The U.S. economy experienced a surge in new private sector hiring last month, payroll processing group ADP said Thursday, suggesting the broader job market remains firmly resistant to the Federal Reserve‘s inflation-focused rate hikes.
ADP said in its National Employment Report that private sector jobs grew by 278,000 last month, well ahead of Street forecasts of a 170,000 gain, using the new methodology developed last summer that ADP says will provide a “more robust, high-frequency view of the labor market and trajectory of economic growth.”
Wages gains for those staying at the same job slowed to 6.5%, ADP said, while gains for job-changers fell to 12.1%.
“This is the second month we’ve seen a full percentage point decline in pay growth for job changers,” said ADP’s chief economist Nela Richardson. “Pay growth is slowing substantially, and wage-driven inflation may be less of a concern for the economy despite robust hiring.”
In a separate report Thursday, the Labor Department said weekly jobless claims rose modestly to 232,000, just shy of analysts’ estimates of a 235,000 tally.
The National Federation of Independent Businesses will also publish its monthly report on hiring intentions, seen as a good predictor of the Labor Department’s non-farm payroll tally, at 1:00 pm eastern time.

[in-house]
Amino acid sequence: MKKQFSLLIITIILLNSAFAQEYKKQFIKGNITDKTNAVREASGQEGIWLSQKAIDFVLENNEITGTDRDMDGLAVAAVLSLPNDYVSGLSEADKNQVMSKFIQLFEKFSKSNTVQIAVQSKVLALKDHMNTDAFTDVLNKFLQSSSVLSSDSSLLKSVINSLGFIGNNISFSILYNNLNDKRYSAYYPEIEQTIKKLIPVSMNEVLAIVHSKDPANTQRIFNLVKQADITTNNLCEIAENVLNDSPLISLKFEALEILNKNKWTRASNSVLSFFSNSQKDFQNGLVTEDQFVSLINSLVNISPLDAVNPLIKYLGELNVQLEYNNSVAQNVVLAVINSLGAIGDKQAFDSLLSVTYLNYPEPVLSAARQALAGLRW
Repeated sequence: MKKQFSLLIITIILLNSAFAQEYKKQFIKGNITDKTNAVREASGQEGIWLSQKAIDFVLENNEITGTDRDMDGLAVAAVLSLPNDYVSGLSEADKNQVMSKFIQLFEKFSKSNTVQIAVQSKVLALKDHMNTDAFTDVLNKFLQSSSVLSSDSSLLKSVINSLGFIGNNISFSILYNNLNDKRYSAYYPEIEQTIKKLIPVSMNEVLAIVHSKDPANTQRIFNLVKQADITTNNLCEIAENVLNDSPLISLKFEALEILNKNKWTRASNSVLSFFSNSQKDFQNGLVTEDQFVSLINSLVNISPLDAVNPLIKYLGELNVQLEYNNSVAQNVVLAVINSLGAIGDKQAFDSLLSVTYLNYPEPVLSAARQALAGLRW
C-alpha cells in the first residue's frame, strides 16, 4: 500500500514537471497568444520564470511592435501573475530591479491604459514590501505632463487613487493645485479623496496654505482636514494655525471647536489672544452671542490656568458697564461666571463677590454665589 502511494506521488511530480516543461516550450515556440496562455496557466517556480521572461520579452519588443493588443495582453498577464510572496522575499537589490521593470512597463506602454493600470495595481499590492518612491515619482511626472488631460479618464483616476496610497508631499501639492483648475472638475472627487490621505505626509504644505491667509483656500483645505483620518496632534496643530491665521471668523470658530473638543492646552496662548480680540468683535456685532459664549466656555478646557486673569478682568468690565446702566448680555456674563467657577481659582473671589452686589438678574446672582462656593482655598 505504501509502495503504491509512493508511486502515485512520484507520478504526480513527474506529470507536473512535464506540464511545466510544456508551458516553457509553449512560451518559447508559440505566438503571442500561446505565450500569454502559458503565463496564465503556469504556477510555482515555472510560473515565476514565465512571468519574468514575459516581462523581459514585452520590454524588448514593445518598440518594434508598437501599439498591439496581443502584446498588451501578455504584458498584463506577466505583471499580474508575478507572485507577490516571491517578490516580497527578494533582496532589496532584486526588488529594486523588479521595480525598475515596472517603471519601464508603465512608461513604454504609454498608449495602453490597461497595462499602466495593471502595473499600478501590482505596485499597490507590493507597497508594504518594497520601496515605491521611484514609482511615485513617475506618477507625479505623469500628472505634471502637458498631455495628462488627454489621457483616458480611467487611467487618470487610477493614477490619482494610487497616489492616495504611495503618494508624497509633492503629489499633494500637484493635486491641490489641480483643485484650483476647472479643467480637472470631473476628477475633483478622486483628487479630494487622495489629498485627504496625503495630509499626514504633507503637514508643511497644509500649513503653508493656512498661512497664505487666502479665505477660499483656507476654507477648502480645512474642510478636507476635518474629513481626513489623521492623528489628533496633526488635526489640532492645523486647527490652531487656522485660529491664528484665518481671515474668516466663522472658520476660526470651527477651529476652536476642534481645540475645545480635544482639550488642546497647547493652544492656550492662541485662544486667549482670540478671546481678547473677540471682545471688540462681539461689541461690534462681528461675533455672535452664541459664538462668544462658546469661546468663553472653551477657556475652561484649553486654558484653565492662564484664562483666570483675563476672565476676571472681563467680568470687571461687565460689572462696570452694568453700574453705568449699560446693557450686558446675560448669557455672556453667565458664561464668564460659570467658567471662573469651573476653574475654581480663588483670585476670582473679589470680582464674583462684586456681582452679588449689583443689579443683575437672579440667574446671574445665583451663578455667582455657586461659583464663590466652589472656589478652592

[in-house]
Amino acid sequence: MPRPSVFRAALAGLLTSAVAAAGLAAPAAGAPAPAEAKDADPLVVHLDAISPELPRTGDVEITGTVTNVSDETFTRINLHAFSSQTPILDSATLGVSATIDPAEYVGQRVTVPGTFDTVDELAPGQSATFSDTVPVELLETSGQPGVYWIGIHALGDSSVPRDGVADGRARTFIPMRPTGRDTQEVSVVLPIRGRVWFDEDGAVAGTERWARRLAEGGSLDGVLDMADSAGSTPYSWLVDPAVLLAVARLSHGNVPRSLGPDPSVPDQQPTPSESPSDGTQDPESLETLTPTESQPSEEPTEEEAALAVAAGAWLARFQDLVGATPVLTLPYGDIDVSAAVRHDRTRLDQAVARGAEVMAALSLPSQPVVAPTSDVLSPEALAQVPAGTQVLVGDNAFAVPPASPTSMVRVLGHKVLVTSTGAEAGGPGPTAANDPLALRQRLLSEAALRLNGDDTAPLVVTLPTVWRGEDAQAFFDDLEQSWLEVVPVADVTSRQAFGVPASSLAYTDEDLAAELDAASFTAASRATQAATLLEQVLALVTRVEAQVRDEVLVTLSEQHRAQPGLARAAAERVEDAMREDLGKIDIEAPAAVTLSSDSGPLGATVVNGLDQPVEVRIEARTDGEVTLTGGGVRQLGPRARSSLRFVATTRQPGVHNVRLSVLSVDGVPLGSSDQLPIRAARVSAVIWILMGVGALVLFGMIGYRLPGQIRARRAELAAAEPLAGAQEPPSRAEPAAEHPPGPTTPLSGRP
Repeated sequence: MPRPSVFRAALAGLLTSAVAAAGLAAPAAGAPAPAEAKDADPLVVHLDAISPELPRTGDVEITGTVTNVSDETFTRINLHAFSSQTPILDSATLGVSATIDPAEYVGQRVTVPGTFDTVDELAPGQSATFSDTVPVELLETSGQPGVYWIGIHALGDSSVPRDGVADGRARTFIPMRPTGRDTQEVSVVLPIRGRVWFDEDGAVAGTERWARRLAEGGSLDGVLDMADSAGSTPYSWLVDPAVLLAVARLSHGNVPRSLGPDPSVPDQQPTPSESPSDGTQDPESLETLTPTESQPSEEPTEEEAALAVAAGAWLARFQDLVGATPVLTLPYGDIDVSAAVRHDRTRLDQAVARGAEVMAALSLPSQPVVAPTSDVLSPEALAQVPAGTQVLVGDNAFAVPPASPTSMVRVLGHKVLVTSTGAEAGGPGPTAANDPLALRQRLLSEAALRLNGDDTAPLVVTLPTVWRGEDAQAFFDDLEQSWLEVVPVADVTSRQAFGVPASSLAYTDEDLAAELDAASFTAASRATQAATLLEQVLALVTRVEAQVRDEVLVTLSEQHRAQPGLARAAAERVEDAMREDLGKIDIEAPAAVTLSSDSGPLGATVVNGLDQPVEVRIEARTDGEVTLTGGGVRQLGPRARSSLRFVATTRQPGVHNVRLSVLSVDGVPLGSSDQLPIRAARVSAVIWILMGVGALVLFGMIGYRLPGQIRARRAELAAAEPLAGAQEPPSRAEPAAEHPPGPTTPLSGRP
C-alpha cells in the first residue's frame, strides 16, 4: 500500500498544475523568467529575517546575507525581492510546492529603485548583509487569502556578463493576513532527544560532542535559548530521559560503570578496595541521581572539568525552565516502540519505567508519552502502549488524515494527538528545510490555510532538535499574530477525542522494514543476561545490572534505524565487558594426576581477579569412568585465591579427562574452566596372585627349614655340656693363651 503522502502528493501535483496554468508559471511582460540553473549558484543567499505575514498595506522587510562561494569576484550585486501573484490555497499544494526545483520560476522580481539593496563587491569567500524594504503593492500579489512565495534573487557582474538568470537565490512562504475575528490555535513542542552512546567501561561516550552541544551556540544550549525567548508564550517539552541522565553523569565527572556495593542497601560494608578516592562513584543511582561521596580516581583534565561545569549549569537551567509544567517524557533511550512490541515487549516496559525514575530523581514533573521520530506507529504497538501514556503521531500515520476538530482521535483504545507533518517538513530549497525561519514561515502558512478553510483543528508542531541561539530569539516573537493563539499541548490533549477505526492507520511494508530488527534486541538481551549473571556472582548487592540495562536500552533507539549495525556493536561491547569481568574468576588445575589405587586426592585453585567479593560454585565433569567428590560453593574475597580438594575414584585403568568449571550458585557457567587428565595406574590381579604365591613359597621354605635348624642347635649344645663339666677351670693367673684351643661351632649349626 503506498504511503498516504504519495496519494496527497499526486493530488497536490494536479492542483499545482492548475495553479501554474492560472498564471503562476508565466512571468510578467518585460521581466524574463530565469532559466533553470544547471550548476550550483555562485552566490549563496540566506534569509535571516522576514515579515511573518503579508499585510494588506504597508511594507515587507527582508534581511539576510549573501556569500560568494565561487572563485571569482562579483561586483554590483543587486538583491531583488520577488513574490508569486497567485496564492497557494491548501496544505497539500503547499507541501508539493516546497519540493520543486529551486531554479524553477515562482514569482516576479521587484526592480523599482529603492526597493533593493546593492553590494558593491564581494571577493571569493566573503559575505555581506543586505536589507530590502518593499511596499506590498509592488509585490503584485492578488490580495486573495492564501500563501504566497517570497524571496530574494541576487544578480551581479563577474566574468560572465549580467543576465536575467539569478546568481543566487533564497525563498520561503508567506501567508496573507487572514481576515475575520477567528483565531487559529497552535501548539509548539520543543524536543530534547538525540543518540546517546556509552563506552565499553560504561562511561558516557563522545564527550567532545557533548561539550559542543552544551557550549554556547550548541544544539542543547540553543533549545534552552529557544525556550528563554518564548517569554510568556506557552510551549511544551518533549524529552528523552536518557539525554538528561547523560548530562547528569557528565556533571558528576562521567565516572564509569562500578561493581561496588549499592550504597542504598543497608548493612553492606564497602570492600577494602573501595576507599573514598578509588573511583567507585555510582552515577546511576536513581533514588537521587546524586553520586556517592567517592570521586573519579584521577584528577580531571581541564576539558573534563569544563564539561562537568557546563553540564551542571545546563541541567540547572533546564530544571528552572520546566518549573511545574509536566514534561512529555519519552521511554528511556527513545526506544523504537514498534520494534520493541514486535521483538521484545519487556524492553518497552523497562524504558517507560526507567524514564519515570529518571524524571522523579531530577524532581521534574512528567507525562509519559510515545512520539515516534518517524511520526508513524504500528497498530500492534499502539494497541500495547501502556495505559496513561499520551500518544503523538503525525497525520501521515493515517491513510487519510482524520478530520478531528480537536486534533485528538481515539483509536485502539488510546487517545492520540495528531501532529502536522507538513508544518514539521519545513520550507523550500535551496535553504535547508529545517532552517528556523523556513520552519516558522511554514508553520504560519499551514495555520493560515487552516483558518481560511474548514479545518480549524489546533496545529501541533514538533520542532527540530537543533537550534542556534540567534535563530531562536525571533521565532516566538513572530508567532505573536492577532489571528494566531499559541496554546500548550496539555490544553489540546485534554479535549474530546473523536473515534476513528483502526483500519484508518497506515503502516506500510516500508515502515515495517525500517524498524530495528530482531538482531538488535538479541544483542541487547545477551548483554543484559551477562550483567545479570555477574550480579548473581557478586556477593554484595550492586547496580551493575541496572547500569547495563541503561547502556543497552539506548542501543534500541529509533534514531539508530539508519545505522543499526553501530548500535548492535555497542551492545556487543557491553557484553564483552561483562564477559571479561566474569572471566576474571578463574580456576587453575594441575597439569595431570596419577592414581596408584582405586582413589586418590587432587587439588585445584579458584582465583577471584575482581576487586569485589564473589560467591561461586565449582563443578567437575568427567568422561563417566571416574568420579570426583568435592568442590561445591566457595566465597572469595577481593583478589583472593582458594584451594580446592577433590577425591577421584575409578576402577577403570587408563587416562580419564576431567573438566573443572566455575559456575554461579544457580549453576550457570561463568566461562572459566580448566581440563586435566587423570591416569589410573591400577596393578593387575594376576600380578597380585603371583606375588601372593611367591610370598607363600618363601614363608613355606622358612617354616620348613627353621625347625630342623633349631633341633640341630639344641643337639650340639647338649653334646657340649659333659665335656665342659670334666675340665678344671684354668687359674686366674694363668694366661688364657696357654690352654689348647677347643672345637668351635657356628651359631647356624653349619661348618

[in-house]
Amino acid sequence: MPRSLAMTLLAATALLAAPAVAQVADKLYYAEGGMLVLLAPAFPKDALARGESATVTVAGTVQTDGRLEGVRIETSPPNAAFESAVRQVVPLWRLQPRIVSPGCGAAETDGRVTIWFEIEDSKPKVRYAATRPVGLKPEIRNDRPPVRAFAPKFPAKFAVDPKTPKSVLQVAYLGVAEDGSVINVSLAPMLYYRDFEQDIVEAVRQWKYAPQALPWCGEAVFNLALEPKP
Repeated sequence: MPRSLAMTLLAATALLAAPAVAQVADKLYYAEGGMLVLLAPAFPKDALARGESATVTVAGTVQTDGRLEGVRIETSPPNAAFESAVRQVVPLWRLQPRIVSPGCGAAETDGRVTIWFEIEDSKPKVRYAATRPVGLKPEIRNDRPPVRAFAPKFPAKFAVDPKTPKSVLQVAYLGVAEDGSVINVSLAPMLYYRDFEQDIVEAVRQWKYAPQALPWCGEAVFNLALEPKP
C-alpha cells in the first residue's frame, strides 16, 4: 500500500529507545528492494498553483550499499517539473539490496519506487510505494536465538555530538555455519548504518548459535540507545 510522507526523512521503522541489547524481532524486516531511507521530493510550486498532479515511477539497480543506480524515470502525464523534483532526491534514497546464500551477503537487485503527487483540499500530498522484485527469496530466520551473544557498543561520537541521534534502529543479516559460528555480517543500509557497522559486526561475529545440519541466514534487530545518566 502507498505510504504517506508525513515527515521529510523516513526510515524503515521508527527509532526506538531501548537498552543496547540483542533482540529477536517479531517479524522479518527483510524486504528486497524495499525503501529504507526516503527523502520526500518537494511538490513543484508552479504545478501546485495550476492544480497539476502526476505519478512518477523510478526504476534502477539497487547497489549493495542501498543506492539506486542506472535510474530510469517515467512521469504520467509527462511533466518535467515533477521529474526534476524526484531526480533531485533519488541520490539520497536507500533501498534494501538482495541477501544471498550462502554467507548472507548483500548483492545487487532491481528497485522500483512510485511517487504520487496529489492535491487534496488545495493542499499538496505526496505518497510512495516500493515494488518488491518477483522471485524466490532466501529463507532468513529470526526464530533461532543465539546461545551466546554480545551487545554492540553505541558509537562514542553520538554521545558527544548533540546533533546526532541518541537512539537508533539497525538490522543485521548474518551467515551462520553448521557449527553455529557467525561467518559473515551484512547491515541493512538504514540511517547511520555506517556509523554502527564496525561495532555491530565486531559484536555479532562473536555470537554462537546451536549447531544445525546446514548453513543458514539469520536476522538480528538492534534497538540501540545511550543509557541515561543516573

Friday’s May employment report, due at 8:30 am eastern time, is also forecast to show a notable decline in hiring compared to the previous month, with 180,000 new positions created and monthly average hourly earnings easing to 0.4%.
U.S. stocks pared gains immediately following the data release, with futures contracts tied to the S&P 500 priced for a 2 point opening bell gain and those linked to the Dow Jones Industrial Average indicating a 35 point dip.
Benchmark 10-year Treasury notes yields were last seen 2 basis point lower at 3.624%, while 2-yeat notes eased 4 basis points to 4.438%. The U.S. dollar index was marked 0.13% lower at 104.189 against a basket of its global currency peers.
Data from the Bureau of Labor Statistics, published Wednesday, showed that 10.1 million jobs were left unfilled over the month of April, a more than 5% uptick from the 9.59 million tally in March.
The increase from March levels caught markets by surprise after data showing accelerated layoffs in the tech, retail and banking sectors from Challenger Gray & Christmas and and suggests the labor market will carry its resilience into the summer months, potentially forcing employers to increase wages and further complicating the Federal Reserve’s effort to bring inflation back closer to its 2% target.
Bets on a June rate hike, meanwhile, held at around 33.2%, according to CME Group’s FedWatch, following both the Jolts jobs data and comments from incoming vice chairman Philip Jefferson, who suggested the central bank is prepared to pause its rate-hike cycle next month in Washington in order to better assess the impact of the 500 basis points of increases its put into place over the past 14 months.